5 Questions For The First-Time Homebuyer
By Aviya Kushner
Usually, a first-time homebuyer picks out a house before lining up financing, but experts say it should be the opposite.
Dan Huss, a mortgage consultant with BNC National Bank in Scottsdale, Ariz., says buyers often call a Realtor first and then the Realtor refers them to a mortgage person.
"The first call really should be to a loan officer," Huss says. But before you make that first call, sit down and do some hard thinking.
"Establish what you feel you could afford based on your budget," says Huss. "Once you make that phone call and the loan officer tells you what you qualify for, the temptation to go higher is real."
Before cashing in on the first-time homebuyer tax credit, ask yourself these five questions.
1. How much can I afford?
It may be hard to figure out what you can truly afford. "The very best ratio to have is one-fourth of your income going toward house payments," says Jessica Cecere, president of Consumer Credit Counseling Service of Palm Beach County and the Treasure Coast in Florida.
Cecere says she means net income, or 25 percent of what you earn after taxes -- lenders calculate using gross income. "Anywhere between 25 (percent) and 32 (percent) is safe. Anything over 35 (percent) is the danger zone," she says.
A higher ratio puts you at risk if anything changes, like an increase in insurance costs. "One hurricane in Florida and insurance charges can double," she says.
Then there is the prospect of job loss. "With 25 percent, even with the loss of one income, you can still keep your home," Cecere says.
Huss says you should know your financial situation before you approach a lender and borrow accordingly. A 30-year fixed mortgage is preferable.
Once you know what you can afford to pay on the mortgage, you can figure out your housing price range, Huss says.
2. What are my other housing costs outside the loan?
First-timers tend to miscalculate the total tab for sealing the purchase and the cost of maintaining a home.
"Have a thorough conversation about down-payment costs and closing costs," Huss says. You need to know the total out-of-pocket costs.
Next, make sure you consider all the monthly charges. Online calculators don't always include taxes, homeowners association dues, utilities, and home and mortgage insurance.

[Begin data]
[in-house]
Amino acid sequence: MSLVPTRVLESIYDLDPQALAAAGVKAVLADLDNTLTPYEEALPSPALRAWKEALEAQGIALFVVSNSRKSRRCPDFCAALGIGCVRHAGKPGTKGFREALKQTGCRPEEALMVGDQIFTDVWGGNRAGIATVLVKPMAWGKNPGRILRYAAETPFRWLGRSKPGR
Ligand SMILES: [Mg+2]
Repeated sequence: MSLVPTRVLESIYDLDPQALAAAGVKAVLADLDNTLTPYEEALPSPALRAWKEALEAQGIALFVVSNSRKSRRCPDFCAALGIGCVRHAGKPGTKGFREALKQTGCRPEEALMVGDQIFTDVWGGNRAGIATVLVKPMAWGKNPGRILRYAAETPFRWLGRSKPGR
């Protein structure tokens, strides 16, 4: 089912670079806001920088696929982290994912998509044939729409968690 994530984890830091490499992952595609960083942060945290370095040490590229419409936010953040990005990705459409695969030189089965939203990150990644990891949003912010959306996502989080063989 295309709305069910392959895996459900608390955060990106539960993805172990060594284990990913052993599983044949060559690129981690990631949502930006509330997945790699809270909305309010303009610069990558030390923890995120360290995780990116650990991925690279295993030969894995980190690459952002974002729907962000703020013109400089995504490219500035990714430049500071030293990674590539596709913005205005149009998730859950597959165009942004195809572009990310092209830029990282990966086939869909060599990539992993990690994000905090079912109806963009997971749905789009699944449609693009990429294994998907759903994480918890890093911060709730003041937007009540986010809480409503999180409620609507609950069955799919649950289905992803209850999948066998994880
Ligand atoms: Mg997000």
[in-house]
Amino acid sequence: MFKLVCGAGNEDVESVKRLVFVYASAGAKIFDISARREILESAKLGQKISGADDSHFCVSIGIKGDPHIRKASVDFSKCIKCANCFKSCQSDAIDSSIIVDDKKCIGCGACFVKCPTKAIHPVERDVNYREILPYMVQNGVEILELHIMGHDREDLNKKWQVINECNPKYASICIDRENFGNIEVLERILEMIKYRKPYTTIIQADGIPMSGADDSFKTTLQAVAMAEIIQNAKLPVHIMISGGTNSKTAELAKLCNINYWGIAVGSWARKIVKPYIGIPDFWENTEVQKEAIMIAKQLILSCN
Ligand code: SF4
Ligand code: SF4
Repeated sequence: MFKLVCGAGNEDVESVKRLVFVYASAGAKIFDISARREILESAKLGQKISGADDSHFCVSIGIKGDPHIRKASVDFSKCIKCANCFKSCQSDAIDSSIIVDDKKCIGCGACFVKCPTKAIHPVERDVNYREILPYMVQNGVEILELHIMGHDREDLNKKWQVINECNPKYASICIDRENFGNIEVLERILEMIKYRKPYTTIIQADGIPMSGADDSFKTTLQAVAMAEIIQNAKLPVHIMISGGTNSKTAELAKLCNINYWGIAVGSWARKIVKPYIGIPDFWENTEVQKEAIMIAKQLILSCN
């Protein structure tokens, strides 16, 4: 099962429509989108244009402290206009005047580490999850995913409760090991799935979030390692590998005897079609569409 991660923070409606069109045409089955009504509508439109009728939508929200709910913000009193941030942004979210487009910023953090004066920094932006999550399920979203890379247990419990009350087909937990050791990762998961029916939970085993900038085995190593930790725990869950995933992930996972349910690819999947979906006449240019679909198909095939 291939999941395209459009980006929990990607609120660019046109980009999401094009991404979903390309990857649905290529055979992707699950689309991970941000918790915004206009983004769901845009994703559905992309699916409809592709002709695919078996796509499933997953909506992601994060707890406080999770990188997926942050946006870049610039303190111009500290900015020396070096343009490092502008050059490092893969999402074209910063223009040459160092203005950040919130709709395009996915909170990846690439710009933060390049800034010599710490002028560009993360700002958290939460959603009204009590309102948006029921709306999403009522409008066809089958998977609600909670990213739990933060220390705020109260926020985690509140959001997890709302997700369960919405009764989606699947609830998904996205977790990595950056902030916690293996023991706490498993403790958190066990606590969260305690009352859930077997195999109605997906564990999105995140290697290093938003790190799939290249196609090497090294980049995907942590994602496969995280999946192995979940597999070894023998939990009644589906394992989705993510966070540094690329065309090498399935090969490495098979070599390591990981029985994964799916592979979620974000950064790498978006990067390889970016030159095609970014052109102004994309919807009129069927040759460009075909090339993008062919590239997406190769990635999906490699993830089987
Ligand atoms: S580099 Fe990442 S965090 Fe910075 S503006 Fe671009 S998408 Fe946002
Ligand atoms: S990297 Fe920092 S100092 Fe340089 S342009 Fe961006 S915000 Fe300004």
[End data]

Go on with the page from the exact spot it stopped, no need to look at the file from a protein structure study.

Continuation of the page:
They certainly don't allow for flooring and window treatments, which your landlord covered previously.
If you're buying a fixer-upper, get several contractor bids so you know what lies ahead.
"You always have to be prepared, new or old, to make any repairs," Cecere says. If your mortgage is at 25 percent of income, repairs can bring your cost to 30 percent.
"We always say you should have three months of basic living expenses in a very liquid place, and part of that is your house emergency fund," Cecere says.
Finally, double-check utilities and tax costs to avoid nasty surprises.
3. What do I need in a house and a neighborhood?
"I always sit down and say, 'Give me your wish list,' " says Chris Pagano, a Realtor with Coldwell Banker in Chicago. "What are the must-haves?"
Pagano says the way you live is key. He asks buyers, "What do you do when you come home?" That can help buyers determine whether proximity to a gym, park or good restaurants matters.
He urges buyers to consider how they will get from home to other places. Walking three blocks to a bus stop when it's 10 degrees can be bone-chilling. If you drive, try it before you buy.
Check out potential neighborhoods at different times of day, Realtors emphasize.
"Sure, look at the MLS, see the reports, but walk the neighborhood," says Michael Friedman, a Realtor with The Grubb Co. in the Oakland-Berkeley-Piedmont area in California.
4. Will this house fit my long-term goals?
While you have to make a purchasing decision based on your current financial situation, you should imagine your future personal and work life.
Friedman suggests buyers ask themselves, "Are we going to grow our family?" and "How many bedrooms do we need?"
If you think an elderly parent may move in or you'll need a home office, include that in your decision. Don't forget about schools. Sometimes, paying more for a house can be cheaper in the long run. A pricier home in a better school district can be cheaper than a lower-priced home plus private school for 13 years.
"This home will let us go for public school and not pay $50,000 for private school," may be the thinking, Friedman says.
5. Am I truly prepared to be a homeowner?
"Whatever your money attitude is, when you have a home, a lot of your money will go (it)," says Cecere. "A lot of your time will be spent dealing with your home."
Make sure you understand what's involved. You should ask yourself before buying if you have good spending habits. If possible, take a homebuyer class in person or online.
If you're ready and buy responsibly, experts say homebuying can still be a wise financial move.
"Owning a house is still better than renting," Huss says. "You should absolutely be able to find a great house for what you can afford."